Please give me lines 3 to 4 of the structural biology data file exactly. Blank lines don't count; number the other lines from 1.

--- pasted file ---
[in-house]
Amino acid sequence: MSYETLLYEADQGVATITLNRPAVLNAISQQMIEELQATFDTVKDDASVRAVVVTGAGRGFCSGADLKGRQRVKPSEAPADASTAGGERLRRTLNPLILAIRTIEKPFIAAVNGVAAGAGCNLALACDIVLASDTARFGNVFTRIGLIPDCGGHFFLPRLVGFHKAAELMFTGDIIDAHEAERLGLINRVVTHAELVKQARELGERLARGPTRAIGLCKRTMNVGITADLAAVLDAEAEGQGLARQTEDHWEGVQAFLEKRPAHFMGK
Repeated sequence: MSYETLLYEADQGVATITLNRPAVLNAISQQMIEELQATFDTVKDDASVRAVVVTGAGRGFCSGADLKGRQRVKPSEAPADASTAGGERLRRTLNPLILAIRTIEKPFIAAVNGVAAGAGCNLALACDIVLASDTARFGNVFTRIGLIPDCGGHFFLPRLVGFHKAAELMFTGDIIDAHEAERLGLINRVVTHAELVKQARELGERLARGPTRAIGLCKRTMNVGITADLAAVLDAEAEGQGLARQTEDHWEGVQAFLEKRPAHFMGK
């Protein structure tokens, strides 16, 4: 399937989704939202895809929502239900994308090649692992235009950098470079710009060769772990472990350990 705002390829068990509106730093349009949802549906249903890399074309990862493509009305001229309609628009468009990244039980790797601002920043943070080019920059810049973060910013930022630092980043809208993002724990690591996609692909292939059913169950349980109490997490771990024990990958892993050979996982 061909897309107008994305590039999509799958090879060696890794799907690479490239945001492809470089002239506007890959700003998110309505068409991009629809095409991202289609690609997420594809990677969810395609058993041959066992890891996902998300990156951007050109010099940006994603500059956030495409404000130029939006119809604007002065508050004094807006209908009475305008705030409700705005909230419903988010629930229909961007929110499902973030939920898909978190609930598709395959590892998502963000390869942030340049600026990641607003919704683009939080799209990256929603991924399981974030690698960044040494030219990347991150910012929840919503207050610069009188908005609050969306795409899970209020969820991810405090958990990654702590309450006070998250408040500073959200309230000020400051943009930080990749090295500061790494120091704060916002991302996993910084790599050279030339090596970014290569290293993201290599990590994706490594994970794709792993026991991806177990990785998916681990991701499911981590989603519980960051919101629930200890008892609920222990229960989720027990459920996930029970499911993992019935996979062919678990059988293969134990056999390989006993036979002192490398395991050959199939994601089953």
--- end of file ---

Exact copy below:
Repeated sequence: MSYETLLYEADQGVATITLNRPAVLNAISQQMIEELQATFDTVKDDASVRAVVVTGAGRGFCSGADLKGRQRVKPSEAPADASTAGGERLRRTLNPLILAIRTIEKPFIAAVNGVAAGAGCNLALACDIVLASDTARFGNVFTRIGLIPDCGGHFFLPRLVGFHKAAELMFTGDIIDAHEAERLGLINRVVTHAELVKQARELGERLARGPTRAIGLCKRTMNVGITADLAAVLDAEAEGQGLARQTEDHWEGVQAFLEKRPAHFMGK
């Protein structure tokens, strides 16, 4: 399937989704939202895809929502239900994308090649692992235009950098470079710009060769772990472990350990 705002390829068990509106730093349009949802549906249903890399074309990862493509009305001229309609628009468009990244039980790797601002920043943070080019920059810049973060910013930022630092980043809208993002724990690591996609692909292939059913169950349980109490997490771990024990990958892993050979996982 061909897309107008994305590039999509799958090879060696890794799907690479490239945001492809470089002239506007890959700003998110309505068409991009629809095409991202289609690609997420594809990677969810395609058993041959066992890891996902998300990156951007050109010099940006994603500059956030495409404000130029939006119809604007002065508050004094807006209908009475305008705030409700705005909230419903988010629930229909961007929110499902973030939920898909978190609930598709395959590892998502963000390869942030340049600026990641607003919704683009939080799209990256929603991924399981974030690698960044040494030219990347991150910012929840919503207050610069009188908005609050969306795409899970209020969820991810405090958990990654702590309450006070998250408040500073959200309230000020400051943009930080990749090295500061790494120091704060916002991302996993910084790599050279030339090596970014290569290293993201290599990590994706490594994970794709792993026991991806177990990785998916681990991701499911981590989603519980960051919101629930200890008892609920222990229960989720027990459920996930029970499911993992019935996979062919678990059988293969134990056999390989006993036979002192490398395991050959199939994601089953």